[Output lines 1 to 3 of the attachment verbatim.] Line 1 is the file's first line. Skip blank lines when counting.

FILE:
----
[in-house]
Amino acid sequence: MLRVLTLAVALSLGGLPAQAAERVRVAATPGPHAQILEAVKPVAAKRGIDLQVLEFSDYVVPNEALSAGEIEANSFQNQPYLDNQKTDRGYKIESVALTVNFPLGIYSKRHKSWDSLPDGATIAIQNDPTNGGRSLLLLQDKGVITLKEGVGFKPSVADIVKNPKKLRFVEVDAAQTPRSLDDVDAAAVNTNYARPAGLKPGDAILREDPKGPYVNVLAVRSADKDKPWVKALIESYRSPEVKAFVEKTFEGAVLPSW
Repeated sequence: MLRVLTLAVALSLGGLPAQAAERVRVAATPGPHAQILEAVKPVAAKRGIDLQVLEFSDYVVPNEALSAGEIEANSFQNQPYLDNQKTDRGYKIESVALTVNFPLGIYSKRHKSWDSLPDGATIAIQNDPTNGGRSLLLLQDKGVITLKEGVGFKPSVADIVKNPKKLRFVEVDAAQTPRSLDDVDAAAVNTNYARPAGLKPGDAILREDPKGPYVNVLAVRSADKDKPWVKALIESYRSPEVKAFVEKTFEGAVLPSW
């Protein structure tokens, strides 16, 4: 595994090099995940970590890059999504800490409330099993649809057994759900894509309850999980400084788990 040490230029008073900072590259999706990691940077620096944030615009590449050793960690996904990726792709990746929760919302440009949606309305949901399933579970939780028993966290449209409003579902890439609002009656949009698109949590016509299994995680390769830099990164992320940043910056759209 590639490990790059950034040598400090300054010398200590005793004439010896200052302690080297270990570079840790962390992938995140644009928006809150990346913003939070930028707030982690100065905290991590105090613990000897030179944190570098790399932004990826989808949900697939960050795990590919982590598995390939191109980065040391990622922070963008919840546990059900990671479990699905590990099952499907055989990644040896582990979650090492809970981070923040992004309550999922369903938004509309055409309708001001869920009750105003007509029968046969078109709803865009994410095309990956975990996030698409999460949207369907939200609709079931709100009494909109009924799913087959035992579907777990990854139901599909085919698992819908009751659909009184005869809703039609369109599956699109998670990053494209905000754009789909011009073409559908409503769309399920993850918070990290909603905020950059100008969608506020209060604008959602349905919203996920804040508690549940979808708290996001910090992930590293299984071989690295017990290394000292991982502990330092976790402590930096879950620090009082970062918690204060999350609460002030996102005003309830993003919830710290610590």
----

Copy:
[in-house]
Amino acid sequence: MLRVLTLAVALSLGGLPAQAAERVRVAATPGPHAQILEAVKPVAAKRGIDLQVLEFSDYVVPNEALSAGEIEANSFQNQPYLDNQKTDRGYKIESVALTVNFPLGIYSKRHKSWDSLPDGATIAIQNDPTNGGRSLLLLQDKGVITLKEGVGFKPSVADIVKNPKKLRFVEVDAAQTPRSLDDVDAAAVNTNYARPAGLKPGDAILREDPKGPYVNVLAVRSADKDKPWVKALIESYRSPEVKAFVEKTFEGAVLPSW
Repeated sequence: MLRVLTLAVALSLGGLPAQAAERVRVAATPGPHAQILEAVKPVAAKRGIDLQVLEFSDYVVPNEALSAGEIEANSFQNQPYLDNQKTDRGYKIESVALTVNFPLGIYSKRHKSWDSLPDGATIAIQNDPTNGGRSLLLLQDKGVITLKEGVGFKPSVADIVKNPKKLRFVEVDAAQTPRSLDDVDAAAVNTNYARPAGLKPGDAILREDPKGPYVNVLAVRSADKDKPWVKALIESYRSPEVKAFVEKTFEGAVLPSW